Over the past few years, in order to comply with the growing movement toward consistent international reporting on financial statements, many companies have begun the transition to International Financial Reporting Standards (IFRS). While making this change, there are many factors that corporations need to consider. One of the major features of IFRS reporting is that it does not permit the use of LIFO (last-in, first-out) for inventory valuation.
This change affects tax reporting as well as financial reporting. Code Section 1.472-2(e) states that if a taxpayer elects to use LIFO for federal income tax purposes, it must prove to the IRS that is uses no method other than LIFO in its determination of income, profit, or loss. In addition, all statements given to either shareholders, partners, beneficiaries, or creditors must conform to this LIFO requirement or include explanatory language as to the lack of conformity. If these LIFO conformity rules are violated, the taxpayer may be forced to discontinue the use of LIFO.
The IRS recently examined a case where the LIFO conformity rules and IFRS standards came into conflict. This issue will become more relevant as IFRS and generally accepted accounting principles (GAAP) convergence becomes a reality in the next few years. This case revolves around a taxpayer that became a wholly owned subsidiary of ABC, which files a consolidated tax return. The taxpayer had used GAAP in the past, but was required to switch to IFRS. Despite the fact that IFRS do not allow the LIFO method, the taxpayer continued to use it for tax reporting purposes. When the company gave financials to its parent company, it provided an IFRS balance sheet. The taxpayer then gave these documents to a lending institution. So while the taxpayer was prohibited by IFRS from using LIFO, LIFO conformity rules state that a taxpayer cannot use an inventory method other than LIFO if it has already elected to use LIFO.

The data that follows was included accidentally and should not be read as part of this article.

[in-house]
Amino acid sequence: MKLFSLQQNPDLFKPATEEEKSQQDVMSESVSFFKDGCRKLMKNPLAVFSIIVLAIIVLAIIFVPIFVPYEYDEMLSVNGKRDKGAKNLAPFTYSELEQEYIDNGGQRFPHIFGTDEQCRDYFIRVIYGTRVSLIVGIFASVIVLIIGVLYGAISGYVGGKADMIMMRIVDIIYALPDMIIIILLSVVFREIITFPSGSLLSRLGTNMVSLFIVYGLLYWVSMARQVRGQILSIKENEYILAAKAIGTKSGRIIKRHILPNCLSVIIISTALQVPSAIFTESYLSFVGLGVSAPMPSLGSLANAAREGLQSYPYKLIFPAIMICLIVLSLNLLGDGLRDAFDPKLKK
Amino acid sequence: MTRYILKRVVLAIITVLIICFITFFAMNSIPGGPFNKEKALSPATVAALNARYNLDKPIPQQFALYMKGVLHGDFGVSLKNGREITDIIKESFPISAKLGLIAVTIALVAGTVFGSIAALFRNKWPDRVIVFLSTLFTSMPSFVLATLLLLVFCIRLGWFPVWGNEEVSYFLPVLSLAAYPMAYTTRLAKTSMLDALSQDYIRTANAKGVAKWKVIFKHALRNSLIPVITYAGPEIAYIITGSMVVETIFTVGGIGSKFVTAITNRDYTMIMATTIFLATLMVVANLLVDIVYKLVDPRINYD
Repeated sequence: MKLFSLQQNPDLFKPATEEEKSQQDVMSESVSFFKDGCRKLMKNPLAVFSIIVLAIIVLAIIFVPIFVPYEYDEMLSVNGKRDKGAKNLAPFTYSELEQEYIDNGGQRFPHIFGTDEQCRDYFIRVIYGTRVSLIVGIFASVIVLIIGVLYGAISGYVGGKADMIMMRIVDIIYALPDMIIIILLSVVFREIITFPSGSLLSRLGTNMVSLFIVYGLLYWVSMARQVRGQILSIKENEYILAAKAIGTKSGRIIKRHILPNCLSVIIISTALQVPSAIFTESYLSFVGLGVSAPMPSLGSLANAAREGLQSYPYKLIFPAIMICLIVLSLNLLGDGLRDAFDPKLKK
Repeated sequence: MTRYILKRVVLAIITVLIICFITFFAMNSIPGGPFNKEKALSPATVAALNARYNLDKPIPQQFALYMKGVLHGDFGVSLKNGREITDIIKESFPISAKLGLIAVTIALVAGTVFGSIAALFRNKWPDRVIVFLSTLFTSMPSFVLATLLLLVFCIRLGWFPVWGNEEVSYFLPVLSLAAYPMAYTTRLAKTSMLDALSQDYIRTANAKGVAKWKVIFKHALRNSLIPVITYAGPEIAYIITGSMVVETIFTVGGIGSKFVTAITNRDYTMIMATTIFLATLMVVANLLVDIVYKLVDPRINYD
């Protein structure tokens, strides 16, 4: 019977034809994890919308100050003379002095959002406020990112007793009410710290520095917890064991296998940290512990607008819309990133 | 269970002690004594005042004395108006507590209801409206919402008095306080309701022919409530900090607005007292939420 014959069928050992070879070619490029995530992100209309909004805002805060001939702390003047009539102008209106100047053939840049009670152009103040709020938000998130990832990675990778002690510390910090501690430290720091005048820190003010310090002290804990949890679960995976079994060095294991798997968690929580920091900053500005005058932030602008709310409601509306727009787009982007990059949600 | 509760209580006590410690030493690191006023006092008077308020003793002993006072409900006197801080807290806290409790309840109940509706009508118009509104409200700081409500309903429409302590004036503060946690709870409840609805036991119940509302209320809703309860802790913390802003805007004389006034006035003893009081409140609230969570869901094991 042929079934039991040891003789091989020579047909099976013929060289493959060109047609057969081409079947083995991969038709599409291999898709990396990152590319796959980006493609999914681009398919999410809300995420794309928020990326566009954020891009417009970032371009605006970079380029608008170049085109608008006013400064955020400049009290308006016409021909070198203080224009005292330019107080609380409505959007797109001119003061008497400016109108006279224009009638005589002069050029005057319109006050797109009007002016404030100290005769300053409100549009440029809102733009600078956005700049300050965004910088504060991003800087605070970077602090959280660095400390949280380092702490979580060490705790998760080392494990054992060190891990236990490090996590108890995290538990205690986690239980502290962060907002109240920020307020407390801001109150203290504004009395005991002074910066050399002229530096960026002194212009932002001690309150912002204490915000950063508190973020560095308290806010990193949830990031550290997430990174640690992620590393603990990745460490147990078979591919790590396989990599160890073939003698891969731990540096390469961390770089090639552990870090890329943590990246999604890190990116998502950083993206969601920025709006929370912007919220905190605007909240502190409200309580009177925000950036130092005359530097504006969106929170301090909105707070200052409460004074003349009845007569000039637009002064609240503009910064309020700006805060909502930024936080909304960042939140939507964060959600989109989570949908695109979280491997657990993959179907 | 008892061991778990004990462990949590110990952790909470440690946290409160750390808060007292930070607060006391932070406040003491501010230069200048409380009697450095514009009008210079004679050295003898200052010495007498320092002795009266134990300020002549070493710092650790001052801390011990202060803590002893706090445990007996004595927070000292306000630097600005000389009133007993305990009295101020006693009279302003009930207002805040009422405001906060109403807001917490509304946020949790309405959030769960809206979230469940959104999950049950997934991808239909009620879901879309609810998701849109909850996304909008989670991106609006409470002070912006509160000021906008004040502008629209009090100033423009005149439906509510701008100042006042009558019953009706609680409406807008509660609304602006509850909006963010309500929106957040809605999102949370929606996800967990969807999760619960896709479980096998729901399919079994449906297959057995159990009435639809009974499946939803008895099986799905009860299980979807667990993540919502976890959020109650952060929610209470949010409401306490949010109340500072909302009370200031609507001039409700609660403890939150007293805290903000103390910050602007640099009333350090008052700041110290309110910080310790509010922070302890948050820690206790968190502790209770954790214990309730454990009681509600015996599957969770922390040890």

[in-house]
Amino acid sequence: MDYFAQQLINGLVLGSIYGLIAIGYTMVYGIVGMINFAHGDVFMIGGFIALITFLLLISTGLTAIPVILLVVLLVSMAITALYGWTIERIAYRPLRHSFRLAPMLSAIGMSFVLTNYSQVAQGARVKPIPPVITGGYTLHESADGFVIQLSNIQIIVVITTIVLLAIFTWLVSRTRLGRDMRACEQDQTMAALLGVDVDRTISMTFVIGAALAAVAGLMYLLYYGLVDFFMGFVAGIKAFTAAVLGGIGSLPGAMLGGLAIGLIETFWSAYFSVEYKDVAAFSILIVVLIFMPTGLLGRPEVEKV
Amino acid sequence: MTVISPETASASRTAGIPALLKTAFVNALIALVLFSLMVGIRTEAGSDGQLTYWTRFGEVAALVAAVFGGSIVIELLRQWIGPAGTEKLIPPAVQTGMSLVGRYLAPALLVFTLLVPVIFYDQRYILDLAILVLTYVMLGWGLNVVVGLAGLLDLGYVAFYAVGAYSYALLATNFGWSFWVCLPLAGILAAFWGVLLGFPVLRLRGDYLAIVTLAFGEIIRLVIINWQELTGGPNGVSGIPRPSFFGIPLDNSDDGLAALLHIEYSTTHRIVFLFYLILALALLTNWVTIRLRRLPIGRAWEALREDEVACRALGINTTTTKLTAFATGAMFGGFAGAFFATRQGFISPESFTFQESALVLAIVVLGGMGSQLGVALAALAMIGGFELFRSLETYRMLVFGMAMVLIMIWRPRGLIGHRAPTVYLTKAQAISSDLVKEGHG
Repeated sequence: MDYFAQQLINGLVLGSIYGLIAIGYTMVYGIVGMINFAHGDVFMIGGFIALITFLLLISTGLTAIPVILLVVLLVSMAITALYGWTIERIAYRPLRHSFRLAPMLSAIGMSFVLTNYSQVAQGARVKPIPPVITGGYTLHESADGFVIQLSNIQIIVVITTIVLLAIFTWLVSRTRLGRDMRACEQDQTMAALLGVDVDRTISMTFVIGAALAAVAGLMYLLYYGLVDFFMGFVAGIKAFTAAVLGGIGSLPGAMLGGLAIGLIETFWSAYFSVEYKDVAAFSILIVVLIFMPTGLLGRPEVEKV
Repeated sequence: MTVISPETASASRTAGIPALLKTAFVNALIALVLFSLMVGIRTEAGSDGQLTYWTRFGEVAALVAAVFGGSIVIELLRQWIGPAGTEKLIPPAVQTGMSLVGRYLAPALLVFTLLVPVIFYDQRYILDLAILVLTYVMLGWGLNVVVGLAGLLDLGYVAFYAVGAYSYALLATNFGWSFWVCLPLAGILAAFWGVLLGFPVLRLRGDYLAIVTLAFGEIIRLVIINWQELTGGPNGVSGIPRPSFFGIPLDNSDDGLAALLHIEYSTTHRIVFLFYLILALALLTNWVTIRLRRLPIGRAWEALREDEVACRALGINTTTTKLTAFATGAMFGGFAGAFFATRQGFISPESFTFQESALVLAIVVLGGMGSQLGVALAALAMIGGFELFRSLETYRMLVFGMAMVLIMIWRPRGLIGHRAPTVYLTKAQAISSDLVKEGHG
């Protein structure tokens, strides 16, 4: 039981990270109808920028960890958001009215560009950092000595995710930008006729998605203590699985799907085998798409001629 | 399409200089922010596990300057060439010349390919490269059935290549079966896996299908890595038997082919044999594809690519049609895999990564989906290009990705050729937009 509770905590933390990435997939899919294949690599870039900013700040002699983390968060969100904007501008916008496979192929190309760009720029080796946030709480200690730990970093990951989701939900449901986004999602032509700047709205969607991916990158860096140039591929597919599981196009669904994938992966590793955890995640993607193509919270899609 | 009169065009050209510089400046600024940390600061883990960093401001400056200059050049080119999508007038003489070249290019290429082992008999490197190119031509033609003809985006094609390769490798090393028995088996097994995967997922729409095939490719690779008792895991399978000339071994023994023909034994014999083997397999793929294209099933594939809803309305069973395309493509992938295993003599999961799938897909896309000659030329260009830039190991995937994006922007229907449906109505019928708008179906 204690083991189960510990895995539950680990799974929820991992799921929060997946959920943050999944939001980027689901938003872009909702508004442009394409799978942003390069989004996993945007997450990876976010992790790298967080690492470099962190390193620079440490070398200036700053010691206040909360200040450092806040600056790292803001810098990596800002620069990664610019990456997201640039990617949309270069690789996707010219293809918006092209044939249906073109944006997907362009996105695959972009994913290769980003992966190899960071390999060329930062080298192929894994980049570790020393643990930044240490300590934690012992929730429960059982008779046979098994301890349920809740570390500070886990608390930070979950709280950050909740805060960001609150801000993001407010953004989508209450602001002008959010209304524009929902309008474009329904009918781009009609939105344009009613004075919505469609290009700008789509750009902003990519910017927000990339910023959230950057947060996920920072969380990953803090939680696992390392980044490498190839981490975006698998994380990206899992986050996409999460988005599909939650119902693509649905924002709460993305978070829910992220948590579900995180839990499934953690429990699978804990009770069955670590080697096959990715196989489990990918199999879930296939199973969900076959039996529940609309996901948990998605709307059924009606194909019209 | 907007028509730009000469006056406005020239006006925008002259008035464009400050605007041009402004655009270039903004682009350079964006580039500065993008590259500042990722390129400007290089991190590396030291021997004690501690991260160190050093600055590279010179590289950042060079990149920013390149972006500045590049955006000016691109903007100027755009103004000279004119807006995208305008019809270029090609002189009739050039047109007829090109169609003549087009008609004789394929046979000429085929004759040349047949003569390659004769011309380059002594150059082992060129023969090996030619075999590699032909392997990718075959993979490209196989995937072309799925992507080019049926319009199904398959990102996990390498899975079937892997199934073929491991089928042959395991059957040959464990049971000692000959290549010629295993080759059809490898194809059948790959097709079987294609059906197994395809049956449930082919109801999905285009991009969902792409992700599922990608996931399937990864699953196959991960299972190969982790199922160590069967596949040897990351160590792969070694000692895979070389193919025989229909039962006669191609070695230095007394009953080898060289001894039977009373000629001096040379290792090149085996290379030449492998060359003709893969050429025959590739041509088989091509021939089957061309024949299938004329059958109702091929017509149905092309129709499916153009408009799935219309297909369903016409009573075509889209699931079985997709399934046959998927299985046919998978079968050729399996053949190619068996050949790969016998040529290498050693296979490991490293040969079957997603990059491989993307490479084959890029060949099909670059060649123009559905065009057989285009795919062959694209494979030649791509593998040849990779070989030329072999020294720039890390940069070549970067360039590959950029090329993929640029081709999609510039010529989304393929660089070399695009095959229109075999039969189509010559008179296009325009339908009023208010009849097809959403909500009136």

The IRS concluded that this company violated the three LIFO conformity rules. First of all, it used an inventory method other than LIFO to calculate income. Secondly, these financial statements were then used for a letter of credit, which is deemed "for credit purposes." And finally, this company failed to provide supplementary or explanatory information.
This case provides an example of how IFRS can violate the tax code. Consequently, while making the transition to IFRS, business owners must be conscious of the tax consequences of this transition.
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